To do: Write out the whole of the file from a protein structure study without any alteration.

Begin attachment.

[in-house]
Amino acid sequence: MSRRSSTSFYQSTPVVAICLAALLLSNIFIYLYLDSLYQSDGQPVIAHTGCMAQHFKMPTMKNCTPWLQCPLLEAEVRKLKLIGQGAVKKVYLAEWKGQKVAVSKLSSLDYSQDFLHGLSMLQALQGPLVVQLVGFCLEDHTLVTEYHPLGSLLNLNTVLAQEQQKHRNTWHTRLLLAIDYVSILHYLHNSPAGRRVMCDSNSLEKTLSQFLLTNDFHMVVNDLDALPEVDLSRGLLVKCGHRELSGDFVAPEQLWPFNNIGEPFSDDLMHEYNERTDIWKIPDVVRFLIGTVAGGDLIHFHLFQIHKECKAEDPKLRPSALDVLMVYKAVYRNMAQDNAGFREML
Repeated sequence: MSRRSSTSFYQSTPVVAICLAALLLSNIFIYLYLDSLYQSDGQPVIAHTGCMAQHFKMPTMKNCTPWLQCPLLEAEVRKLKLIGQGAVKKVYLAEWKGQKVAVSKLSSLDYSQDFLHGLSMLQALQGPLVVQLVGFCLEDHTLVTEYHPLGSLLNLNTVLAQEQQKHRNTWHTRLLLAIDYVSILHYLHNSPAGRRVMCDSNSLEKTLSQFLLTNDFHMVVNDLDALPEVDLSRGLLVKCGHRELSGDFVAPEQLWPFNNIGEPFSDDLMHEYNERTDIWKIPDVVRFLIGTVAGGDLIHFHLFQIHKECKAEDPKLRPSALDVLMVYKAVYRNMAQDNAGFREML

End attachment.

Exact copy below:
[in-house]
Amino acid sequence: MSRRSSTSFYQSTPVVAICLAALLLSNIFIYLYLDSLYQSDGQPVIAHTGCMAQHFKMPTMKNCTPWLQCPLLEAEVRKLKLIGQGAVKKVYLAEWKGQKVAVSKLSSLDYSQDFLHGLSMLQALQGPLVVQLVGFCLEDHTLVTEYHPLGSLLNLNTVLAQEQQKHRNTWHTRLLLAIDYVSILHYLHNSPAGRRVMCDSNSLEKTLSQFLLTNDFHMVVNDLDALPEVDLSRGLLVKCGHRELSGDFVAPEQLWPFNNIGEPFSDDLMHEYNERTDIWKIPDVVRFLIGTVAGGDLIHFHLFQIHKECKAEDPKLRPSALDVLMVYKAVYRNMAQDNAGFREML
Repeated sequence: MSRRSSTSFYQSTPVVAICLAALLLSNIFIYLYLDSLYQSDGQPVIAHTGCMAQHFKMPTMKNCTPWLQCPLLEAEVRKLKLIGQGAVKKVYLAEWKGQKVAVSKLSSLDYSQDFLHGLSMLQALQGPLVVQLVGFCLEDHTLVTEYHPLGSLLNLNTVLAQEQQKHRNTWHTRLLLAIDYVSILHYLHNSPAGRRVMCDSNSLEKTLSQFLLTNDFHMVVNDLDALPEVDLSRGLLVKCGHRELSGDFVAPEQLWPFNNIGEPFSDDLMHEYNERTDIWKIPDVVRFLIGTVAGGDLIHFHLFQIHKECKAEDPKLRPSALDVLMVYKAVYRNMAQDNAGFREML